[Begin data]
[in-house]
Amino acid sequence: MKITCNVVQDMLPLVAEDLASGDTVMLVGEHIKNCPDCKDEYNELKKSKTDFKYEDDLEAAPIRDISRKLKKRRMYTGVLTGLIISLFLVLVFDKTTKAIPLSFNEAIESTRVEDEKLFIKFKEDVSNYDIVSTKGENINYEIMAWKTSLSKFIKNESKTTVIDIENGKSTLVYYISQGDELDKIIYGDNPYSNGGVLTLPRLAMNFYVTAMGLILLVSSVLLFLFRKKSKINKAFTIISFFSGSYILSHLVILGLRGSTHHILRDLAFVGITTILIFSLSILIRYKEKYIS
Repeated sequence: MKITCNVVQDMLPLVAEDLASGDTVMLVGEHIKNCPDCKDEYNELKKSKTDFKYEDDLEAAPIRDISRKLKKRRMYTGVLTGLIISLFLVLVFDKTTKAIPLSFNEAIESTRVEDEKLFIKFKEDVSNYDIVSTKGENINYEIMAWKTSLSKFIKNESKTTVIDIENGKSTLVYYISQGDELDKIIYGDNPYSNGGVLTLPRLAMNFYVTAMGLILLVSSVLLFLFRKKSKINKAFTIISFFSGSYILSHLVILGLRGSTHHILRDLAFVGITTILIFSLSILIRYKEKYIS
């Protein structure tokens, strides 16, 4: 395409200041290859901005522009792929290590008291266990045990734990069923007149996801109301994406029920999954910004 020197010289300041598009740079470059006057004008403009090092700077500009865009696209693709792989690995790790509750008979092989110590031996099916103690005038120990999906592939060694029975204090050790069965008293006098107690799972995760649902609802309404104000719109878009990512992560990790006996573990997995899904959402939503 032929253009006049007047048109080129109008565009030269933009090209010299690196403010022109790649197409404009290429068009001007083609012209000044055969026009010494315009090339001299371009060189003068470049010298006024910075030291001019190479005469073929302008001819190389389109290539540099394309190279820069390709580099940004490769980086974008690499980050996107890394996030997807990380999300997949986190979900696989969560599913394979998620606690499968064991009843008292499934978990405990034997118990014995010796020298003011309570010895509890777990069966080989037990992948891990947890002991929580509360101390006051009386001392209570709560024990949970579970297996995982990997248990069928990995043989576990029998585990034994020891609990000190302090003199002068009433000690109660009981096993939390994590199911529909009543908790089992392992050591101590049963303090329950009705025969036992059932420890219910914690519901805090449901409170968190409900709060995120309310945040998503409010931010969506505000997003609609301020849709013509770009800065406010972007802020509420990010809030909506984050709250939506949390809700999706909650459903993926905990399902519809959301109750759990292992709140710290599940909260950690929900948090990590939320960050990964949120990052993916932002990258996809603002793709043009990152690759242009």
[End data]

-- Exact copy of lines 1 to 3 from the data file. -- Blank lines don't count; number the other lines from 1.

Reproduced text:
[in-house]
Amino acid sequence: MKITCNVVQDMLPLVAEDLASGDTVMLVGEHIKNCPDCKDEYNELKKSKTDFKYEDDLEAAPIRDISRKLKKRRMYTGVLTGLIISLFLVLVFDKTTKAIPLSFNEAIESTRVEDEKLFIKFKEDVSNYDIVSTKGENINYEIMAWKTSLSKFIKNESKTTVIDIENGKSTLVYYISQGDELDKIIYGDNPYSNGGVLTLPRLAMNFYVTAMGLILLVSSVLLFLFRKKSKINKAFTIISFFSGSYILSHLVILGLRGSTHHILRDLAFVGITTILIFSLSILIRYKEKYIS
Repeated sequence: MKITCNVVQDMLPLVAEDLASGDTVMLVGEHIKNCPDCKDEYNELKKSKTDFKYEDDLEAAPIRDISRKLKKRRMYTGVLTGLIISLFLVLVFDKTTKAIPLSFNEAIESTRVEDEKLFIKFKEDVSNYDIVSTKGENINYEIMAWKTSLSKFIKNESKTTVIDIENGKSTLVYYISQGDELDKIIYGDNPYSNGGVLTLPRLAMNFYVTAMGLILLVSSVLLFLFRKKSKINKAFTIISFFSGSYILSHLVILGLRGSTHHILRDLAFVGITTILIFSLSILIRYKEKYIS